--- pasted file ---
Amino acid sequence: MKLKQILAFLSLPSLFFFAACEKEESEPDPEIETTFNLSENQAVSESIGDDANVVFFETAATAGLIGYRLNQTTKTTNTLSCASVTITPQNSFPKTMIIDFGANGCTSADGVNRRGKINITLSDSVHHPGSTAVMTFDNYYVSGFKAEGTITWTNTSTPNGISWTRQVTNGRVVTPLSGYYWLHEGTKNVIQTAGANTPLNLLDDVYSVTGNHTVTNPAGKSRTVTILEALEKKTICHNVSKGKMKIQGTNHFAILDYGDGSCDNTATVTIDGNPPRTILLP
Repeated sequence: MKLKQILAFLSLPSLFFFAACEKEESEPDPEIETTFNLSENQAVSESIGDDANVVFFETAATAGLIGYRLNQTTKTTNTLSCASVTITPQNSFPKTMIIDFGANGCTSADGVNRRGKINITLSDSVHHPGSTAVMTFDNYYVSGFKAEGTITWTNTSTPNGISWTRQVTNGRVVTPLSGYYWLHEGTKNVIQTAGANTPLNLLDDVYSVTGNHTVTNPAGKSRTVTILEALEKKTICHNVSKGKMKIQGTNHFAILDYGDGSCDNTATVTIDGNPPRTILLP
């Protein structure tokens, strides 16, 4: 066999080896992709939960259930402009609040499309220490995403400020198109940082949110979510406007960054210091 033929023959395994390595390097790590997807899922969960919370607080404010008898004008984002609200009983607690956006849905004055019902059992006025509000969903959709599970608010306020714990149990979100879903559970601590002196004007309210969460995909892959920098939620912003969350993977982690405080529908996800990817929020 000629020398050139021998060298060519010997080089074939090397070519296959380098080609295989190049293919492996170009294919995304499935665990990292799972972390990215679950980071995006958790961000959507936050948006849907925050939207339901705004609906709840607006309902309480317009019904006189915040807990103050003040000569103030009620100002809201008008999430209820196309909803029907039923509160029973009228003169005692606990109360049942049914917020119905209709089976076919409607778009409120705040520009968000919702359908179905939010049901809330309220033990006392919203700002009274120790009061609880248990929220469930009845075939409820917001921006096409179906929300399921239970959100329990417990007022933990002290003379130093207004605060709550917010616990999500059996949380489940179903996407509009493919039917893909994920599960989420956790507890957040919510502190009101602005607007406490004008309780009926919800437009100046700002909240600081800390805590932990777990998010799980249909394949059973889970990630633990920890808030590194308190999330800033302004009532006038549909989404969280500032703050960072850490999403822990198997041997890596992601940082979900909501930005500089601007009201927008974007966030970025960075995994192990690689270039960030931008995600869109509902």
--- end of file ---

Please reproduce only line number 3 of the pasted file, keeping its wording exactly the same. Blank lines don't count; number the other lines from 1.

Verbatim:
């Protein structure tokens, strides 16, 4: 066999080896992709939960259930402009609040499309220490995403400020198109940082949110979510406007960054210091 033929023959395994390595390097790590997807899922969960919370607080404010008898004008984002609200009983607690956006849905004055019902059992006025509000969903959709599970608010306020714990149990979100879903559970601590002196004007309210969460995909892959920098939620912003969350993977982690405080529908996800990817929020 000629020398050139021998060298060519010997080089074939090397070519296959380098080609295989190049293919492996170009294919995304499935665990990292799972972390990215679950980071995006958790961000959507936050948006849907925050939207339901705004609906709840607006309902309480317009019904006189915040807990103050003040000569103030009620100002809201008008999430209820196309909803029907039923509160029973009228003169005692606990109360049942049914917020119905209709089976076919409607778009409120705040520009968000919702359908179905939010049901809330309220033990006392919203700002009274120790009061609880248990929220469930009845075939409820917001921006096409179906929300399921239970959100329990417990007022933990002290003379130093207004605060709550917010616990999500059996949380489940179903996407509009493919039917893909994920599960989420956790507890957040919510502190009101602005607007406490004008309780009926919800437009100046700002909240600081800390805590932990777990998010799980249909394949059973889970990630633990920890808030590194308190999330800033302004009532006038549909989404969280500032703050960072850490999403822990198997041997890596992601940082979900909501930005500089601007009201927008974007966030970025960075995994192990690689270039960030931008995600869109509902």